Workers who are exposed to these conditions may develop an increased risk of lung cancer after several years on the job, according to CDC statistics.
  1. Non-Hodgkin lymphoma
Non-Hodgkin lymphoma is a form of cancer that affects the lymphatic system. In this cancer, some of the cells in the bloodstream become abnormal and grow out of control. Their growth is often triggered or worsened by long-term exposure to solvents and insecticides. A number of professions are at risk for lymphoma, including painting, hairdressing, agriculture and photographic developing. Contaminants such as trichloroethylene and formaldehyde can cause severe effects on the lymphatic system. Many painters and farm workers are not sufficiently protected from the irritants that can lead to lymphatic cancer. Every person who handles noxious fumes must work with proper respiratory protection and skin coverage. If the employer is unwilling to provide protection, the worker has the right to file a complaint with the U.S. Occupational Safety and Health Administration. If necessary, the worker may walk out and refuse to perform a dangerous task without proper breathing equipment.
  1. Radiation-related cancers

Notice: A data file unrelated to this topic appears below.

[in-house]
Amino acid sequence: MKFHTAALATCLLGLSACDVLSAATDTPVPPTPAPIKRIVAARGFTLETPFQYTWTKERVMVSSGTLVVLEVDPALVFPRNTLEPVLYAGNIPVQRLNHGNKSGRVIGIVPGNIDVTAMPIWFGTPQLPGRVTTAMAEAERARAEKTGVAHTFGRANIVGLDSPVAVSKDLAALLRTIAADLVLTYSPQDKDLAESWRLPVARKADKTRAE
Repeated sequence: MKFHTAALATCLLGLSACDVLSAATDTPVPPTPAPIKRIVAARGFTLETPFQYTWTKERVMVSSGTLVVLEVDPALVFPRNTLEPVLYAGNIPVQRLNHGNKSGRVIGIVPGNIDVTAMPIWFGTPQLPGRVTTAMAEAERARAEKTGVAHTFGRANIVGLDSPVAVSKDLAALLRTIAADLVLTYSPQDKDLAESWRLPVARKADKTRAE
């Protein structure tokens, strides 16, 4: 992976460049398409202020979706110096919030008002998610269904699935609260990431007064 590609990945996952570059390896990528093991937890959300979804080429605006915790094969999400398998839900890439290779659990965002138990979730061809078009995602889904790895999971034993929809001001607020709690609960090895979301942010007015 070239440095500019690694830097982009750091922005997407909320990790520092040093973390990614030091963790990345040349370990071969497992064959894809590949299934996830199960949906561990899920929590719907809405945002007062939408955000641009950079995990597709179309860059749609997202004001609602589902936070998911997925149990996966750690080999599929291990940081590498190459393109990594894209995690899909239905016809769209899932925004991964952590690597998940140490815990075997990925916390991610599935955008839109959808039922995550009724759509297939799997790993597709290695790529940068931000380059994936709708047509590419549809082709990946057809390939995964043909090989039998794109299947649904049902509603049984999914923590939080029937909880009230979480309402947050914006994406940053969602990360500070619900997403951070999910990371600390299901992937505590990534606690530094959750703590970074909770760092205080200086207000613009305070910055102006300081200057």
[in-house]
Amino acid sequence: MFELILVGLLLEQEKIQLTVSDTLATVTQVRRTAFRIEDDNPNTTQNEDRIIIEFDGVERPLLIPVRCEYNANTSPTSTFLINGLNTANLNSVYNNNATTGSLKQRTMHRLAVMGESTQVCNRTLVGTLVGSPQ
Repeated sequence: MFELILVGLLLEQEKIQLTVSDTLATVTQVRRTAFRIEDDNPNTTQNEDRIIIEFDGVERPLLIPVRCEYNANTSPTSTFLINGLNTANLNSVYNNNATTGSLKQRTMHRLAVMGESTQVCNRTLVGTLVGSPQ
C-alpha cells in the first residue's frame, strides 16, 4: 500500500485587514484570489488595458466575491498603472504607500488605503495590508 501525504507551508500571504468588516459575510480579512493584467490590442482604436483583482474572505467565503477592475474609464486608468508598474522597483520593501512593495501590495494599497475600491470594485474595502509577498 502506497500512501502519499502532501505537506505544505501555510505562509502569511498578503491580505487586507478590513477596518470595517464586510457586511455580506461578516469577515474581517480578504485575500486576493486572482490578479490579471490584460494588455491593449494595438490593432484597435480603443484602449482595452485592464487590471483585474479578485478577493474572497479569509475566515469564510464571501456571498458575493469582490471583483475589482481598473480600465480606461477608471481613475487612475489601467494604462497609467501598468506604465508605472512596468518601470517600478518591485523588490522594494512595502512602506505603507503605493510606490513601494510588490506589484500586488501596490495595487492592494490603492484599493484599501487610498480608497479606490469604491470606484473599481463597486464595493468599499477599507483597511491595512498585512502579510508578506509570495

Some jobs involve long-term exposure to radiation in the workplace. X-ray technicians are exposed to high levels of cancer-causing rays on a daily basis. X-ray scanners at airports and in other public buildings can also lead to radiation-related malignancies if proper safety shields and best practices are not used at all times. High levels of ionizing radiation on the job are linked to an increased risk of bone cancer, breast cancer and colon cancer. Electromagnetic radiation on the job may lead to life-threatening cases of leukemia or thyroid cancer. Employees with job-related cancer have the right to full compensation According to CDC statistics, at least 4 percent of all deaths from cancer in America are caused directly by occupational contact with harmful substances. Recent estimates by the CDC’s National Institute for Occupational Safety and Health suggest that the number of cancer deaths caused by working conditions may be even higher than the accepted figure of 4 percent. People who have developed cancer because of working conditions have the right to complete medical compensation and recovery of lost wages. Illinois workers’ compensation law provides for temporary or permanent total disability when an employee is unable to carry out job duties after a cancer diagnosis. In the tragic case of death from work-related cancer, the law requires funeral benefits and death benefits to be paid to the employee’s survivors. If an additional party is at fault for unsafe working conditions, the worker or the surviving family may also have the right to file a third-party claim for pain, suffering and further damages. People who are struggling with job-related cancer have options. They may find it useful to schedule a consultation with a worker compensation lawyer in Crystal Lake.